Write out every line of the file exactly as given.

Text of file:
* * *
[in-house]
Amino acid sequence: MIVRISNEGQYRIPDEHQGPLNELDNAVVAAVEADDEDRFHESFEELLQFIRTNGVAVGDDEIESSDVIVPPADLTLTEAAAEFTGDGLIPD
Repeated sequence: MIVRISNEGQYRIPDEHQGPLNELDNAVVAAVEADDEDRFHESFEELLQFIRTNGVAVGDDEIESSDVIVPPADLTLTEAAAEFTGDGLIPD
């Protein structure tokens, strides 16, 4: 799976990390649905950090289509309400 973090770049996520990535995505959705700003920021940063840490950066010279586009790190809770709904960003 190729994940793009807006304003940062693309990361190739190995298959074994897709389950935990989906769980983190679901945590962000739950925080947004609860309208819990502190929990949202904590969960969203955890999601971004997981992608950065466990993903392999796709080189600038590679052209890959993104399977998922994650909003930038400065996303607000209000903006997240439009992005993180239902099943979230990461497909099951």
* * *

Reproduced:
[in-house]
Amino acid sequence: MIVRISNEGQYRIPDEHQGPLNELDNAVVAAVEADDEDRFHESFEELLQFIRTNGVAVGDDEIESSDVIVPPADLTLTEAAAEFTGDGLIPD
Repeated sequence: MIVRISNEGQYRIPDEHQGPLNELDNAVVAAVEADDEDRFHESFEELLQFIRTNGVAVGDDEIESSDVIVPPADLTLTEAAAEFTGDGLIPD
């Protein structure tokens, strides 16, 4: 799976990390649905950090289509309400 973090770049996520990535995505959705700003920021940063840490950066010279586009790190809770709904960003 190729994940793009807006304003940062693309990361190739190995298959074994897709389950935990989906769980983190679901945590962000739950925080947004609860309208819990502190929990949202904590969960969203955890999601971004997981992608950065466990993903392999796709080189600038590679052209890959993104399977998922994650909003930038400065996303607000209000903006997240439009992005993180239902099943979230990461497909099951």